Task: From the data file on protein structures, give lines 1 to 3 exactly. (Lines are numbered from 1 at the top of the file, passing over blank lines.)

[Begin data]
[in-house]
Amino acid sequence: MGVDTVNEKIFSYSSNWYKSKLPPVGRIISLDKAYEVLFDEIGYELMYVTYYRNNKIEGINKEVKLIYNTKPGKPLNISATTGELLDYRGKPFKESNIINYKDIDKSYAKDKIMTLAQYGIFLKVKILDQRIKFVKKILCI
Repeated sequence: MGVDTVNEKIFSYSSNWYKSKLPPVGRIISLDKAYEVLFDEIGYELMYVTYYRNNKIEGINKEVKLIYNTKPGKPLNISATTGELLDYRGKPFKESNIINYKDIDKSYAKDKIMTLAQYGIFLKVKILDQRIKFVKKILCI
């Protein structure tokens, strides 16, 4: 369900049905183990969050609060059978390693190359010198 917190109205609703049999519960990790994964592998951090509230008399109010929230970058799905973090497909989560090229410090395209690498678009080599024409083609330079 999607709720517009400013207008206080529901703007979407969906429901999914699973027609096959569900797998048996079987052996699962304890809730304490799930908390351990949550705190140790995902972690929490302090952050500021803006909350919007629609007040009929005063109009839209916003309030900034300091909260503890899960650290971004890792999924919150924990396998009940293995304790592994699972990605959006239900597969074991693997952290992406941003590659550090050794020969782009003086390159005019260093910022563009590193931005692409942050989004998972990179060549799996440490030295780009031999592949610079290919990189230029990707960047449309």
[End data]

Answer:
[in-house]
Amino acid sequence: MGVDTVNEKIFSYSSNWYKSKLPPVGRIISLDKAYEVLFDEIGYELMYVTYYRNNKIEGINKEVKLIYNTKPGKPLNISATTGELLDYRGKPFKESNIINYKDIDKSYAKDKIMTLAQYGIFLKVKILDQRIKFVKKILCI
Repeated sequence: MGVDTVNEKIFSYSSNWYKSKLPPVGRIISLDKAYEVLFDEIGYELMYVTYYRNNKIEGINKEVKLIYNTKPGKPLNISATTGELLDYRGKPFKESNIINYKDIDKSYAKDKIMTLAQYGIFLKVKILDQRIKFVKKILCI